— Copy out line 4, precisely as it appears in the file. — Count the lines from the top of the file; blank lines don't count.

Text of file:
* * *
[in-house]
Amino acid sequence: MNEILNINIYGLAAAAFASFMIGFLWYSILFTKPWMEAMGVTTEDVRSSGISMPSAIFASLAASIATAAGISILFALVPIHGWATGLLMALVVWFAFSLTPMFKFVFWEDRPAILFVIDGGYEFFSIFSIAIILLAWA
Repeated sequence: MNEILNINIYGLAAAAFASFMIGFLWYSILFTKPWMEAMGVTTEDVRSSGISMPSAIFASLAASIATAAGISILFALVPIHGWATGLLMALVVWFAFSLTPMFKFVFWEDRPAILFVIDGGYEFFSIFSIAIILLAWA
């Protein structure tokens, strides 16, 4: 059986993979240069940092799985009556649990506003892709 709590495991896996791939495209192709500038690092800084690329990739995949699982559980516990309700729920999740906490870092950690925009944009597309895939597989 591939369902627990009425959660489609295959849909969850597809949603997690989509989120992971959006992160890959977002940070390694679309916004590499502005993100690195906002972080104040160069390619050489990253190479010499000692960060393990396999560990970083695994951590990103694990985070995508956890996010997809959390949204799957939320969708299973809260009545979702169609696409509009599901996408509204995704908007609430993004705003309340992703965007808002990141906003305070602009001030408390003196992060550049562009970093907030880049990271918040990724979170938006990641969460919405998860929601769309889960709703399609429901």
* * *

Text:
């Protein structure tokens, strides 16, 4: 059986993979240069940092799985009556649990506003892709 709590495991896996791939495209192709500038690092800084690329990739995949699982559980516990309700729920999740906490870092950690925009944009597309895939597989 591939369902627990009425959660489609295959849909969850597809949603997690989509989120992971959006992160890959977002940070390694679309916004590499502005993100690195906002972080104040160069390619050489990253190479010499000692960060393990396999560990970083695994951590990103694990985070995508956890996010997809959390949204799957939320969708299973809260009545979702169609696409509009599901996408509204995704908007609430993004705003309340992703965007808002990141906003305070602009001030408390003196992060550049562009970093907030880049990271918040990724979170938006990641969460919405998860929601769309889960709703399609429901």